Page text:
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Transgender student ban from female sports passes SC Senate

The so-called "save women's sports act" passed the state House in April and has now passed the Senate.

COLUMBIA, S.C. — The bill that bans transgender students from women’s sports in South Carolina is very close to becoming law.

The state Senate passed the legislation Wednesday 30-10 after the House approved it in April.

Supporter of the bill Senator Richard Cash explained to his colleagues that the ban, "applies from elementary school up to high school and also at the collegiate level.”

In the written legislation, the bill argues that requiring public schools to designate sex-specific teams is important to keep opportunities for female athletes fair. “That will protect those who are born biologically as females from having to compete against those who are born biologically as males but identify as females,” said Cash.

However, opponents like Senator Margie Bright Matthews called it a waste of time for lawmakers to be focusing on. “This is just a knee jerk political response to homophobic sports activity,” said Matthews.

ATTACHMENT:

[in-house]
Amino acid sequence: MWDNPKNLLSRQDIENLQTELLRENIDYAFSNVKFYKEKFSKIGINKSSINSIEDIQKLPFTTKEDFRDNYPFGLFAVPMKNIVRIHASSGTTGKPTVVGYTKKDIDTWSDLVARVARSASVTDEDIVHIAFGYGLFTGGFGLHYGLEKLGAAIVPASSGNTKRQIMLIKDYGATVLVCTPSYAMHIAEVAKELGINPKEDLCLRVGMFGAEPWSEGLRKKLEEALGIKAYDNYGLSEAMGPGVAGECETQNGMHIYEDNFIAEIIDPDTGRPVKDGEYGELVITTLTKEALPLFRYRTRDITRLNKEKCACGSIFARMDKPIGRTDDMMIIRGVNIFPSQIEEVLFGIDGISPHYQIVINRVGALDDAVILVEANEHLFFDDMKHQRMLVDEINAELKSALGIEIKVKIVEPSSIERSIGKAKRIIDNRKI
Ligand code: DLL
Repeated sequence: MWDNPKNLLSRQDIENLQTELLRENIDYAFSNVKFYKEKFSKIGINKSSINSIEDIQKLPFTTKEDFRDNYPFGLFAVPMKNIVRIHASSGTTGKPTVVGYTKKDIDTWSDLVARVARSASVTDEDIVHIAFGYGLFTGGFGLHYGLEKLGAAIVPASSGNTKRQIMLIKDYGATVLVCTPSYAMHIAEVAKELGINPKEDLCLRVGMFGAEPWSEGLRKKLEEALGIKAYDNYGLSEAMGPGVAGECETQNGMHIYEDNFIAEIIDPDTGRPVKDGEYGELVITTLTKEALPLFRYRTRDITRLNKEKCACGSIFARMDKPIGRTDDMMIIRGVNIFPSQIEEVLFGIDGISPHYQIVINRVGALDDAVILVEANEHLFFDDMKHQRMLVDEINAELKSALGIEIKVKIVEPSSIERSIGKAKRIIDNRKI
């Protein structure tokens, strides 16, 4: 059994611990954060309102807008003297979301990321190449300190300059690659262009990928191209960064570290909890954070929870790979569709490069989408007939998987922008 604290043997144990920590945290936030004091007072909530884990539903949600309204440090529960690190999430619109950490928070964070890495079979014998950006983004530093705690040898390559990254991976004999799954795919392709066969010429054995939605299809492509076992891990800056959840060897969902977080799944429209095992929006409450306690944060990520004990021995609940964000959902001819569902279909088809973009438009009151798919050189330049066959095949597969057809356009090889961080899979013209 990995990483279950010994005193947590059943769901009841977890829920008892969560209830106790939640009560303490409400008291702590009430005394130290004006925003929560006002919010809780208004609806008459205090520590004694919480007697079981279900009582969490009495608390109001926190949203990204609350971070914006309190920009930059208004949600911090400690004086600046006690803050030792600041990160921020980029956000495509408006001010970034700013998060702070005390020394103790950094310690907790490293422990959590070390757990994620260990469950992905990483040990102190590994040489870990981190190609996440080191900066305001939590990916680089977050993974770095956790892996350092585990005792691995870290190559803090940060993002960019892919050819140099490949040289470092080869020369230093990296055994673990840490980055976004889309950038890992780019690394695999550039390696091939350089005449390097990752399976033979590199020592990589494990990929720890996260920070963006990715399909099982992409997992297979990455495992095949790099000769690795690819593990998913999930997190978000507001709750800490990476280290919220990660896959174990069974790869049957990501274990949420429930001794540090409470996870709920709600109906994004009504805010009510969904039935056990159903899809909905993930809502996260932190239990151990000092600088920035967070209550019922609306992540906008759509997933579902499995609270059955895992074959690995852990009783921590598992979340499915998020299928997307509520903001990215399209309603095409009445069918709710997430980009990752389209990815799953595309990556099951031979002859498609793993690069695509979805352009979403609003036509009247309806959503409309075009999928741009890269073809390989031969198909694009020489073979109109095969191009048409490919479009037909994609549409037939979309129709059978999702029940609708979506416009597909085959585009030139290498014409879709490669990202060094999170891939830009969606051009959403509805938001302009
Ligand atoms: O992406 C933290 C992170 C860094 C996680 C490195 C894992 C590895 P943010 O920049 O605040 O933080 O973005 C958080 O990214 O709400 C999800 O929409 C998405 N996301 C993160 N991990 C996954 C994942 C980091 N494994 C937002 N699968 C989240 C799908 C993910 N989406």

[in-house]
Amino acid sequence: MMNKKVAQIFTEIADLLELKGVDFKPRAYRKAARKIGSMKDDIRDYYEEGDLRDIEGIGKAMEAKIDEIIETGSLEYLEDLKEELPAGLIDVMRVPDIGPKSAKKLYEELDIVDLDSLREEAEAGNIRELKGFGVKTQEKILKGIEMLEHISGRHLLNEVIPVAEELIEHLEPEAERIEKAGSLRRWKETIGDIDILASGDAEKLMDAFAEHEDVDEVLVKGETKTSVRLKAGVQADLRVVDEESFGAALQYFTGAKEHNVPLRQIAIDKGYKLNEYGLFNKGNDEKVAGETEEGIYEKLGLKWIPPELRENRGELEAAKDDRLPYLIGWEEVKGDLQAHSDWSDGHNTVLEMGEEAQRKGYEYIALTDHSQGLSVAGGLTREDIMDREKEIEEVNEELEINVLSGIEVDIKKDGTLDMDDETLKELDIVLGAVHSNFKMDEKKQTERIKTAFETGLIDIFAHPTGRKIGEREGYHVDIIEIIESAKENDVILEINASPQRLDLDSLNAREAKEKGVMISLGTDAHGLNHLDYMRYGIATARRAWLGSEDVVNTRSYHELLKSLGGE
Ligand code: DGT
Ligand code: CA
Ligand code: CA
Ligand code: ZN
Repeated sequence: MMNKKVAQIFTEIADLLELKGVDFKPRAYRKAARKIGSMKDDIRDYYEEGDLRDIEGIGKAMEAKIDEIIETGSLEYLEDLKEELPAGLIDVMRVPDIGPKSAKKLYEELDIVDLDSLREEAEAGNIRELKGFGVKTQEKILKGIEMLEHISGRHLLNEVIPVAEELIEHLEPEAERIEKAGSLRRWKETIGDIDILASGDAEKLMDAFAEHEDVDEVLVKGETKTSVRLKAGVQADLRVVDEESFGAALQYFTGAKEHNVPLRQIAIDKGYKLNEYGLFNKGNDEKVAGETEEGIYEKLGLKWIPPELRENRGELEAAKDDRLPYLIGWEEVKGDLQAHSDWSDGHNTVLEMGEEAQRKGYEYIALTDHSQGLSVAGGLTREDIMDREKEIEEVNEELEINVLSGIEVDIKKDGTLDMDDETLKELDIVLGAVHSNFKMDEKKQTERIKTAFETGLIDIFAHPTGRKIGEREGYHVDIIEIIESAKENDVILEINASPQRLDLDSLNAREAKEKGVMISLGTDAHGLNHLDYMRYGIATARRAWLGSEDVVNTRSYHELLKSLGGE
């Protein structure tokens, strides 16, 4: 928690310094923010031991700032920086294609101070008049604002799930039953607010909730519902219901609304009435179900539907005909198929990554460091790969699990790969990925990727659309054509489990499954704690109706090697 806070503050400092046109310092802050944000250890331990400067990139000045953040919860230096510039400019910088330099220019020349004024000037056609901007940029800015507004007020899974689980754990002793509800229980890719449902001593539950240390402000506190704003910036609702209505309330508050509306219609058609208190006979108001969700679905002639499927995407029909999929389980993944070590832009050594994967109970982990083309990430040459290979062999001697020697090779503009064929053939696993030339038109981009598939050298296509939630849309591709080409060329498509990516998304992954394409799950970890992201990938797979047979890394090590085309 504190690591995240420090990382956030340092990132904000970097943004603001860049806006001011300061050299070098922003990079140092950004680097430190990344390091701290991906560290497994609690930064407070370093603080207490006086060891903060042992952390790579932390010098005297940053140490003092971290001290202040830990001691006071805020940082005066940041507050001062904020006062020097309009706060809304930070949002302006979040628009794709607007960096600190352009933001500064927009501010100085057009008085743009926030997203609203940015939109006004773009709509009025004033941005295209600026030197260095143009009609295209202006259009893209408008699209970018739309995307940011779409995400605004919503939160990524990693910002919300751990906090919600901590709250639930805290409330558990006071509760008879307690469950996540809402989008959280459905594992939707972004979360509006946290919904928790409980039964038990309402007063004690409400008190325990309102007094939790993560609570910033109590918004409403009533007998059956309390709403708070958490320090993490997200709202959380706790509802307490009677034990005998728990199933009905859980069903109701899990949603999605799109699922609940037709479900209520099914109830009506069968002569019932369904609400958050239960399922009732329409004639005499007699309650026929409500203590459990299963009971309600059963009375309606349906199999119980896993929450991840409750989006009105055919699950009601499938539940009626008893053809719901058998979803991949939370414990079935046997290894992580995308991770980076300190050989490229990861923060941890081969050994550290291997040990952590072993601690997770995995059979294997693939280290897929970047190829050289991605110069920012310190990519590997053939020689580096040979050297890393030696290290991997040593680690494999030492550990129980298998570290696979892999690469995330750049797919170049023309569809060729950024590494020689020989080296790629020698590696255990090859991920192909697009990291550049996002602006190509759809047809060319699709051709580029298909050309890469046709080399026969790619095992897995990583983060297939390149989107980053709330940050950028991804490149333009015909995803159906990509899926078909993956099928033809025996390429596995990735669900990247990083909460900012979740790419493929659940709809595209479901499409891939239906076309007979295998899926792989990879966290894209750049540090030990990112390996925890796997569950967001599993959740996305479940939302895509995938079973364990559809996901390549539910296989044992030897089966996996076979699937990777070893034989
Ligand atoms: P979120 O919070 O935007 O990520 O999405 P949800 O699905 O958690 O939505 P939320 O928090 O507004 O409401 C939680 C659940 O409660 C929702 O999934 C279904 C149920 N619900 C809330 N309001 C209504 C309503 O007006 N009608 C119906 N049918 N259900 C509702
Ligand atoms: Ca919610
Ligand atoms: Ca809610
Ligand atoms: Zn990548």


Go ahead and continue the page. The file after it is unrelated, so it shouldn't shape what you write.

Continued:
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Matthew’s also took issue with the name of the bill, saying if lawmakers cared about women’s sports, they’d fight for equal pay and better treatment of female athletes. “Where did the name of this bill derive? It says save women's sports act. Where has the Senate been for the last 50 years with saving women's sports,” Matthews asked.

RELATED: South Carolina House passes transgender sports bill in 82-28 vote

Lawmakers like Senator Brad Hutto also raised concerns that South Carolina will likely be sued if the save women’ sports act is signed into law and could lose the case. However, Senator Billy Garrett thinks differently: 

"I'm not sure that we're going to lose Senator," Garrett responded to Hutto's argument. "As long as there's a rational basis, and the discrimination against women has long been in place, and this bill protects women from discrimination," argued Garrett.

Now that the bill has passed both chambers, it needs to ratified and sent to the Governor for signature. Governor McMaster was asked by reporters if he'd sign it into law, but he did not outright answer the question.

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